During these weeks between Easter and Pentecost we have a chance to reflect on the difference Jesus' death, resurrection and ascension make on our lives. In our liturgies, we read these weeks from the Book of Acts to see how the early church struggled and survived during its first critical days. This early Christian community was mission-minded, wanting to out immediately to tell others the good news. But Acts begins with a strange message by the risen Christ to his disciples. He tells them to wait.
This had to be another upheaval of emotions for the disciples. They had gone through some tough times: seeing their Lord and Master betrayed, arrested and executed, bringing them to the edge of despair. They had heard from others that He indeed had risen, but still they doubted and were afraid.
Then, finally, they experienced His risen presence for themselves in utter joy. They felt that they were now ready to get on with the business of proclaiming the Good News.
Instead they are told to "wait for the promise of the Father."
In reality, they aren't ready to go off spreading the news of his resurrection. They are a small, fearful community that has no power on its own. As the Gospels remind us, these first followers of Jesus have always had a tendency to get his message all wrong. What's more, when things got tough, they locked themselves in the upper room and went into hiding.
We are not so different from them at all.
The disciples are told - as are we - to stop a moment, take a breath, and wait for God' promise to be fulfilled. It's a difficult lesson to learn that this will come at God's timing and not one's own. They are to break free of their limited view, their prejudices and tendency to misinterpret the meaning of Jesus' life. They will, he says, have to be, "my witnessers in Jerusalem, throughout Judea and Samaria and to the ends of the earth." For all of this they will need help. So they must acknowledge their dependence on God and wait, patiently and hopefully. Waiting on the Spirit is a reversal of their usual mode of operating.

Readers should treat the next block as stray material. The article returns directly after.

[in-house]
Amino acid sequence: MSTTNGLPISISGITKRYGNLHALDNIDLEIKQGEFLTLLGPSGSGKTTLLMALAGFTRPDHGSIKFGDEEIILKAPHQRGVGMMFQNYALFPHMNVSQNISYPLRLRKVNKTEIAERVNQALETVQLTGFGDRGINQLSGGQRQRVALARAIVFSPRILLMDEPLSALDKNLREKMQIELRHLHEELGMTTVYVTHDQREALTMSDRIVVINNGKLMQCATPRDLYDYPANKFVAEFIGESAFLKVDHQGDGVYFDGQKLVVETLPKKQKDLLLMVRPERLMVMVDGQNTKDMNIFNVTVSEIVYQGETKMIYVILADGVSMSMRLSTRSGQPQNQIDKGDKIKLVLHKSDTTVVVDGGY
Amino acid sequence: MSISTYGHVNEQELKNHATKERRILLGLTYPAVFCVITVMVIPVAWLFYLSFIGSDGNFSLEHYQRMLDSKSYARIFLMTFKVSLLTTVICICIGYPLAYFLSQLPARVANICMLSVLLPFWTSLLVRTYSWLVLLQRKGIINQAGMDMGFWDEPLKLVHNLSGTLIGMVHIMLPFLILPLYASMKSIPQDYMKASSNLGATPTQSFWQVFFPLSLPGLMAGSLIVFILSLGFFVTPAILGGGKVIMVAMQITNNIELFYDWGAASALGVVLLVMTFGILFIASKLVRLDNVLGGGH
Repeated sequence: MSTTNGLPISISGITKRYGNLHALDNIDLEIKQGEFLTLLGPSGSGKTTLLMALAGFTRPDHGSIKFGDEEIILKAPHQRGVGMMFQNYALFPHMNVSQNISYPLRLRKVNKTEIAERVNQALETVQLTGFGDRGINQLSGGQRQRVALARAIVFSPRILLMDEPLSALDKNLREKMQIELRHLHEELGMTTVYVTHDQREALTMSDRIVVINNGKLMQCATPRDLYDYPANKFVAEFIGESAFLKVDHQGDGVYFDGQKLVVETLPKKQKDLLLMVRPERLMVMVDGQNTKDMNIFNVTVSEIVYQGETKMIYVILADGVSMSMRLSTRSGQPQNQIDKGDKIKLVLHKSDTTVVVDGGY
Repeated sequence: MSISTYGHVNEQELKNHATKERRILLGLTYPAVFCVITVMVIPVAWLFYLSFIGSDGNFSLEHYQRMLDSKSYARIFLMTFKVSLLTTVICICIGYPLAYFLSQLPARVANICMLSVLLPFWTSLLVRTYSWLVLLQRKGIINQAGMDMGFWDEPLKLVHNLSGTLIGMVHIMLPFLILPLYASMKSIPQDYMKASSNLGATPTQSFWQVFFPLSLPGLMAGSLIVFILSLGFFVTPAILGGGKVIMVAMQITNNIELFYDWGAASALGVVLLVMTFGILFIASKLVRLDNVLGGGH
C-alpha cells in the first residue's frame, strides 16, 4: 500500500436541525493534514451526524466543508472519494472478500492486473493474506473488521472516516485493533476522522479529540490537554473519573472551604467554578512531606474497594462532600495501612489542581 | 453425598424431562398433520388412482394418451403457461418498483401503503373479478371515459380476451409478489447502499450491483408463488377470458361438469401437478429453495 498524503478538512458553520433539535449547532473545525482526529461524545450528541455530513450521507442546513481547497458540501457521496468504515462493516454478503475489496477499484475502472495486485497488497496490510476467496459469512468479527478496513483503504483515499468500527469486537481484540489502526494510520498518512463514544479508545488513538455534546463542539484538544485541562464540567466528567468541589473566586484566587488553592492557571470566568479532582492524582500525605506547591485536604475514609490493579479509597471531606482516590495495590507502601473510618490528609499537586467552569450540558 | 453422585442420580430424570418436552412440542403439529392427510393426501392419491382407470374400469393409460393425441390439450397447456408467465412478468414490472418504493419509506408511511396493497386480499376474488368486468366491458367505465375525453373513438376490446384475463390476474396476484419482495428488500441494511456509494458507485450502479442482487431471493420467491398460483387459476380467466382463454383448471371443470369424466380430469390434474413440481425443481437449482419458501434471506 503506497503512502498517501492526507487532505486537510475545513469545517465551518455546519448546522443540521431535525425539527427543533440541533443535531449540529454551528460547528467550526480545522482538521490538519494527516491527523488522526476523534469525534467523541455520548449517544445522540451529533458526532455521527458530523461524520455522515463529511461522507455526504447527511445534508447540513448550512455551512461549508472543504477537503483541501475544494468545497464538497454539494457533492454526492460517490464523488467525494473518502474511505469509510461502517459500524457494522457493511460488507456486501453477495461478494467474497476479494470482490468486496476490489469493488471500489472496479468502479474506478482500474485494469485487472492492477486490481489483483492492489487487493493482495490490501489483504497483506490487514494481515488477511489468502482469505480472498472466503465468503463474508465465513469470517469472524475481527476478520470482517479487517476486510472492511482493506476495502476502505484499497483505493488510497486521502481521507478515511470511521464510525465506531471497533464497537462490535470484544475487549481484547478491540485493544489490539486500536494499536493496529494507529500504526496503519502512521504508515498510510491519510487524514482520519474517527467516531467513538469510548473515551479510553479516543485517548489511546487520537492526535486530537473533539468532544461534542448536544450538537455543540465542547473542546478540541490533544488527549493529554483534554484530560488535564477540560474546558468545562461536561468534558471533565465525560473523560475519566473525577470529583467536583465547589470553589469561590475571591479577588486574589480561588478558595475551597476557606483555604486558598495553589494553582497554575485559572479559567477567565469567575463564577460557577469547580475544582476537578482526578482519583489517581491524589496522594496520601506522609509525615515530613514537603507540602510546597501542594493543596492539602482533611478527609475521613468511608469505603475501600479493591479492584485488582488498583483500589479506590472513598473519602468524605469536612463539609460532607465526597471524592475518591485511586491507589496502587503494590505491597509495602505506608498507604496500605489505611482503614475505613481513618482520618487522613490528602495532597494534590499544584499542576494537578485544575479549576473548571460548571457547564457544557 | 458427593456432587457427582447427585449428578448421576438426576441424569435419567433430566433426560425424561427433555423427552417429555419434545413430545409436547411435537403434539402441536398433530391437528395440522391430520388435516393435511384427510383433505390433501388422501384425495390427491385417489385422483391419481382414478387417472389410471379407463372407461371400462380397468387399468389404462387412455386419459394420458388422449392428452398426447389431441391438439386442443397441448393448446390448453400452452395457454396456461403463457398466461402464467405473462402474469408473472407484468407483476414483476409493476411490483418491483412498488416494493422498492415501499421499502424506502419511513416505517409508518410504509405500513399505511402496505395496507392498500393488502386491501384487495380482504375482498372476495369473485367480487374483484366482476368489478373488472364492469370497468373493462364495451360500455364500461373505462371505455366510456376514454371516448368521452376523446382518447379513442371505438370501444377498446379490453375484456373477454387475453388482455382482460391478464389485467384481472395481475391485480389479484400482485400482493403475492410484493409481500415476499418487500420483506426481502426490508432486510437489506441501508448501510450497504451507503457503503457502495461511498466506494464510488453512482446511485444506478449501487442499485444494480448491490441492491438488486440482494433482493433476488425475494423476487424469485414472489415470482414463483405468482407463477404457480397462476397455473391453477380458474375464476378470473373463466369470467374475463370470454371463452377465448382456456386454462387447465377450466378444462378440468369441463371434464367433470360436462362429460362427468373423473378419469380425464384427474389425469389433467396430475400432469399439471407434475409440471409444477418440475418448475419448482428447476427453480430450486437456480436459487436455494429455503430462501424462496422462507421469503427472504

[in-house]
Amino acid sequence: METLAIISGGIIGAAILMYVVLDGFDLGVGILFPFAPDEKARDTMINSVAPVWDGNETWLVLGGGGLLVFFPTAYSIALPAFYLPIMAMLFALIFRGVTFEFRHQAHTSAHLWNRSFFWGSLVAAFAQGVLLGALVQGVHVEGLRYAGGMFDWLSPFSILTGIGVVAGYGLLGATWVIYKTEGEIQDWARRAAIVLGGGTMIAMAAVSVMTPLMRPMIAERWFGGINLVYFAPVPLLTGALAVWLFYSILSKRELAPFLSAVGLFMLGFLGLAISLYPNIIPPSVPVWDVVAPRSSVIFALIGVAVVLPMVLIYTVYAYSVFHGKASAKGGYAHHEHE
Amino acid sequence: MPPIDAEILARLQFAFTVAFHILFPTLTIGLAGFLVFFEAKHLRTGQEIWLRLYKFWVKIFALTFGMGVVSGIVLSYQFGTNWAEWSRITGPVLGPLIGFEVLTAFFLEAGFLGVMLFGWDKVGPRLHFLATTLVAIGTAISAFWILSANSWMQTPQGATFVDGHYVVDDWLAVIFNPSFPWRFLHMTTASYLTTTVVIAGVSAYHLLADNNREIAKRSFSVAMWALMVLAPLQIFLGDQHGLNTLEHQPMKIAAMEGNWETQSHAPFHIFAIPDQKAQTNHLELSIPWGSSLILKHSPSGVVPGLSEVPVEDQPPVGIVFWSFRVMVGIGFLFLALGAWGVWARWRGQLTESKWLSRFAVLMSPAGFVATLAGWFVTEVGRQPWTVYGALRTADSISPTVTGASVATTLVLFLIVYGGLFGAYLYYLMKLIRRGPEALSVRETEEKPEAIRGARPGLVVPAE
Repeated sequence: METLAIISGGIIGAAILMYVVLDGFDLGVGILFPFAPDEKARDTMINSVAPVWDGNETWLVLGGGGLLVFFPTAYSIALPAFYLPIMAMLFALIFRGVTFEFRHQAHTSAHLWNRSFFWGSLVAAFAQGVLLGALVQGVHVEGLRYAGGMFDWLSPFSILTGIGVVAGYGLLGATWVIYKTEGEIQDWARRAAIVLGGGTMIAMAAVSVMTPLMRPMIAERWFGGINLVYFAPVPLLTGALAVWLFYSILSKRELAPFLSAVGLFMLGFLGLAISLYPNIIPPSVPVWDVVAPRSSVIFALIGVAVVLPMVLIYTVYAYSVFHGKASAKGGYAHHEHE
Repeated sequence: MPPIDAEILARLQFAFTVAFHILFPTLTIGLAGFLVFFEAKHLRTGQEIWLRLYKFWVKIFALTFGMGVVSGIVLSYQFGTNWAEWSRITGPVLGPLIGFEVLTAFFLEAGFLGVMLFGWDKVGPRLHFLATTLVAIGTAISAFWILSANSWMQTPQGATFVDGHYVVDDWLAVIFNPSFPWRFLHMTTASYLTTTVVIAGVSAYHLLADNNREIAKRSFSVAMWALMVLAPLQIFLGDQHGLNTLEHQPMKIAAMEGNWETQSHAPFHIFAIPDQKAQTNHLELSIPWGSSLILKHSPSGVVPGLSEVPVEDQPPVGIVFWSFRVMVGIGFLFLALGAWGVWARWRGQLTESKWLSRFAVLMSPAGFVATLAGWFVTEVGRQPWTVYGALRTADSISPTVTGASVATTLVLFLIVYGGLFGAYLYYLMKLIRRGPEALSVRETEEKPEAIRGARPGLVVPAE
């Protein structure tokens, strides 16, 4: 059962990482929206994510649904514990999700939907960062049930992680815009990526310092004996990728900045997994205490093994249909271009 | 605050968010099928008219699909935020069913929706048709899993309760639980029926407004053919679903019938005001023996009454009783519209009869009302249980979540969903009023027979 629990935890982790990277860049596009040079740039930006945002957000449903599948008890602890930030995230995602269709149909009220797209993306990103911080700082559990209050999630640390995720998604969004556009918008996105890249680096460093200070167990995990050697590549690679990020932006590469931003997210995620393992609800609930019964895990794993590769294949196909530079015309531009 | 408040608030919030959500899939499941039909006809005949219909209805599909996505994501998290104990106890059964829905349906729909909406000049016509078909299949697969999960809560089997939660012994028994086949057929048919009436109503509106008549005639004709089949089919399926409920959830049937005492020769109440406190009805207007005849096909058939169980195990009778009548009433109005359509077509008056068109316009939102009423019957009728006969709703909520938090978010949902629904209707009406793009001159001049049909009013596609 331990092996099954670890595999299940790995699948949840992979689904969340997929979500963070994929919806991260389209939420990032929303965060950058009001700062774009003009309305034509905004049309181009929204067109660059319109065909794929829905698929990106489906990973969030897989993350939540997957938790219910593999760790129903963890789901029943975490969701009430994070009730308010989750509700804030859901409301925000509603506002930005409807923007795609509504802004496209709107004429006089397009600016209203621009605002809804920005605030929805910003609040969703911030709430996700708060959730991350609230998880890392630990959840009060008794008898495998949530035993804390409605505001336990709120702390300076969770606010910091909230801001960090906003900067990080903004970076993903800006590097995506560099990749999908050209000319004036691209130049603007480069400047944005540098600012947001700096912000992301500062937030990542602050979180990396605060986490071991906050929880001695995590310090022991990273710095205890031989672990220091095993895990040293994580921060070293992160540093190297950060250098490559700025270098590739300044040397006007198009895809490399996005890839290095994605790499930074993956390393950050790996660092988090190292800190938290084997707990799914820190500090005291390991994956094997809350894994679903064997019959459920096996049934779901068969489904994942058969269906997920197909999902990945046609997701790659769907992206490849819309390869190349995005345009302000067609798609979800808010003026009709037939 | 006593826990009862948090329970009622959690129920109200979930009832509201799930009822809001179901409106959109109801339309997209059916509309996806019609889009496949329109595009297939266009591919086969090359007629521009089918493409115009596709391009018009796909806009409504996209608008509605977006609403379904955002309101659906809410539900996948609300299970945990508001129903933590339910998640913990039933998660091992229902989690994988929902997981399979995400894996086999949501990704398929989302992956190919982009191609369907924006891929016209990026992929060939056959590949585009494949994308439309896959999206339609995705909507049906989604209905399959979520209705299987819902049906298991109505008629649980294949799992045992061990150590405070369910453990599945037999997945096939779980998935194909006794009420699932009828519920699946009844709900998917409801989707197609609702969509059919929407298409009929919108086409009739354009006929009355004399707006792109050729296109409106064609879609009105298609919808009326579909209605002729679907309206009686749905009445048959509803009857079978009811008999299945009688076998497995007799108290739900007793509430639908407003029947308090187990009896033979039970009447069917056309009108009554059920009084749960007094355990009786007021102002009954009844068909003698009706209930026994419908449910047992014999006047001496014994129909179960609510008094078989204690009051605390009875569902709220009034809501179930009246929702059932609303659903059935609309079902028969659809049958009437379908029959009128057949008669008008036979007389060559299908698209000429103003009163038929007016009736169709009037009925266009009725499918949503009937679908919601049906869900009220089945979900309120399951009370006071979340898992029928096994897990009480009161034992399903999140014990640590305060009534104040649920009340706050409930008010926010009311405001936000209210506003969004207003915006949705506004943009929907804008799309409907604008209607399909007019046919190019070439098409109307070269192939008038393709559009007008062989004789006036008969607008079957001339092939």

We, too, are to be witnesses to Jesus by the integrity of our lives and the commitment to his Gospel. And, like the first disciples, we too need to wait for the gift of the Spirit who sustains us when the going gets rough.
As we read the Gospels and relive the mystery of the Spirit in our daily lives, we must change all of the verbs from the past tense to the present. The Ascension story is a mission given to us. Pentecost is our rebirth in the Spirit. The original fire of the Gospel must burn in us. This gift must bring excitement, passion, and courage to us. We must shake off complacency, intolerance, and indifference. The Spirit must become our strength, our light, our hope, and our joy. It must become the driving force for all activity.
What could be more urgent and necessary for us than awakening our passion for faithfulness to Jesus? He is the best the Church has to give, the best we can offer and communicate to today’s world. Jesus is the center of our lives – everything else comes later.